After working with numerous organizations and industries, i have seen some common factors among successful training organizations and companies where training doesn’t make an impact. Here is why companies fail at training:
- No needs assessment: A doctor who prescribes medicine without seeing a patient is guilty of malpractice. Yet, so many companies hire vendors to provide training without first analyzing the needs of the organization, department, or the individual. This is a waste of training money. Do not proceed to training until you assess the needs.
- Training is always the answer: Have a problem? Quick! Find a training program. One of the biggest myths is that training can fix everything. Managers must first assess if the problem is a training issue or an organizational problem. Let’s say you have a problem with customer service. Reps are not servicing the customers in a timely manner. You decide to train them in telephone skills. Right before the training you discover there are not enough phone lines to handle the recent influx of inquiries. This is not a training issue. It’s an organizational issue. Revamp the telecommunications system.
- Training is reactive: Training must support the business objectives if it is to have impact. True learning organizations build training into the strategic plan. What is the company mission and where are the skill gaps? Training must be integrated, holistic, and part of long term planning if it is to make a difference. Training is an investment in the business-not an expense.
- Training is a one-shot deal: Some companies believe that you can send someone to a two-day program and they will be changed like magic. Sorry. There are no magic wands. Think of when you first learned to drive. There was the readiness stage (written test). This is equivalent to pre-work. Then you took as many lessons as you needed to learn how to drive the car. This is training implementation. Finally, you received your license. But you weren’t a driver.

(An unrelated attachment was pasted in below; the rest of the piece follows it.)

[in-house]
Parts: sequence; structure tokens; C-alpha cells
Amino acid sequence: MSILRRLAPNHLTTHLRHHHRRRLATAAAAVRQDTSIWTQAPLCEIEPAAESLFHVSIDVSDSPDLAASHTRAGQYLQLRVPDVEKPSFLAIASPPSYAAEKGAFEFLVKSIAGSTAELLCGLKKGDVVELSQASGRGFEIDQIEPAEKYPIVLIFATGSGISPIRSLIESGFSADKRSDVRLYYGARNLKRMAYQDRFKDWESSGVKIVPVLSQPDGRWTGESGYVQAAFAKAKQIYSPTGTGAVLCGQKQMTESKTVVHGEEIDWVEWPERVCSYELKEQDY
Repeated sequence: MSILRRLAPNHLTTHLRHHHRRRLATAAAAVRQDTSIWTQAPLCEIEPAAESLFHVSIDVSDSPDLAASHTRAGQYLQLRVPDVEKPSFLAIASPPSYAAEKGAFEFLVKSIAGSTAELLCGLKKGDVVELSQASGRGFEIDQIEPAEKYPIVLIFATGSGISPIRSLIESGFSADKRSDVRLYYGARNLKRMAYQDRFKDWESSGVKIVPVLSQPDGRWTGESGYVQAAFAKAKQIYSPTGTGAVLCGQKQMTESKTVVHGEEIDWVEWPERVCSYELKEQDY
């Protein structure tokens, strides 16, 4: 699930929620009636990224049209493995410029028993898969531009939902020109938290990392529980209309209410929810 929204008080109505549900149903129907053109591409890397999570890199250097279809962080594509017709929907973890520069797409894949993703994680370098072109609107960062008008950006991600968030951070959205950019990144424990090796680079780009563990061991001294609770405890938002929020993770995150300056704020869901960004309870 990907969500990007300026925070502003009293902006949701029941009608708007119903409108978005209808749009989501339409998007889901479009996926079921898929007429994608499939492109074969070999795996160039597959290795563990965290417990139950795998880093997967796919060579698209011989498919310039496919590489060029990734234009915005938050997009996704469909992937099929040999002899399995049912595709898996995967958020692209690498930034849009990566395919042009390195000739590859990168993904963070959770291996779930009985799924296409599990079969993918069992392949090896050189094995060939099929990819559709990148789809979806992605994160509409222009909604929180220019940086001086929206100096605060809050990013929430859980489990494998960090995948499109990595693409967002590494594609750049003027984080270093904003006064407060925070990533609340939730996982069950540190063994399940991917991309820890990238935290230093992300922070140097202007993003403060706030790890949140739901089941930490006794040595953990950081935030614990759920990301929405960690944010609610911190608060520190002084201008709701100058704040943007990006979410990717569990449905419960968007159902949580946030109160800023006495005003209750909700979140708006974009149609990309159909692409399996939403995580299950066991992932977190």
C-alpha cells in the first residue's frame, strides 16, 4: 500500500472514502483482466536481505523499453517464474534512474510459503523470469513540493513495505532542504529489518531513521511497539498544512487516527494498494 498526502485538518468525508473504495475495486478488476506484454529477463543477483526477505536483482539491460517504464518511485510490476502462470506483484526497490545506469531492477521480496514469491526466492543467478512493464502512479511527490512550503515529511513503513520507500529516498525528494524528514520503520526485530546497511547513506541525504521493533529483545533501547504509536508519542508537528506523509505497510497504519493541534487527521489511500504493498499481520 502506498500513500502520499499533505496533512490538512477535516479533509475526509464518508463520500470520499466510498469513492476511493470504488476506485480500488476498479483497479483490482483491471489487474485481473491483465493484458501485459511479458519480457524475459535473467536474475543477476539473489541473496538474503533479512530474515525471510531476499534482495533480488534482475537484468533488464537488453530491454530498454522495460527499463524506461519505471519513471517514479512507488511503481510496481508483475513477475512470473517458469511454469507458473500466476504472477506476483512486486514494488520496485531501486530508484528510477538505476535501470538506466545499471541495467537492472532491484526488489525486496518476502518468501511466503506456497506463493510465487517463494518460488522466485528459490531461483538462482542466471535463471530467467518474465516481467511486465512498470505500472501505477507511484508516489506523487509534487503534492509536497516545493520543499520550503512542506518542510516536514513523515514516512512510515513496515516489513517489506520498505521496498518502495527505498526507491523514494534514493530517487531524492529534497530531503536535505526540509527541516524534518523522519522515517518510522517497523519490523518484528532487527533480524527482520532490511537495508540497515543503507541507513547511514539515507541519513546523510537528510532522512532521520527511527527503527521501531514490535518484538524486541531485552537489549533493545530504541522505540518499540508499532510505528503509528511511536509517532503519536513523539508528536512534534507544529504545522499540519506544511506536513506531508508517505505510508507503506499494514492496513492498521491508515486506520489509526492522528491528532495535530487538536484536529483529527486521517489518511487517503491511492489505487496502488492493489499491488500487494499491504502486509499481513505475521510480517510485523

You needed someone to go out with you until you refined your skills. This is coaching. Then one day, you could drive effortlessly. This is called mastery. Why would employees learn differently? Training must be reinforced. According to training research, learning that is not reinforced within the first four to six weeks’ drops by 80 percent! Don’t be penny-wise and pound-foolish. To maximize training benefits, provide ongoing coaching or follow-up.
- Failure to measure results: Most organizations spend thousands on training employees never to know if what they did worked. How well are employees using the skills? How is it improving their work? What is the impact on the department and company? In other words, was the training worth it?
- Management does not participate: Successful learning organizations support training at the most senior levels. Without support, morale decreases and training has little or no impact. Support is evidenced in several ways. Employees are required to complete several hours of training per year. Training is built into the performance appraisal and is reinforced back on the job by the manager.
If you want to increase company sales and productivity, provide training that is supported by your top executive, preferably International certifications.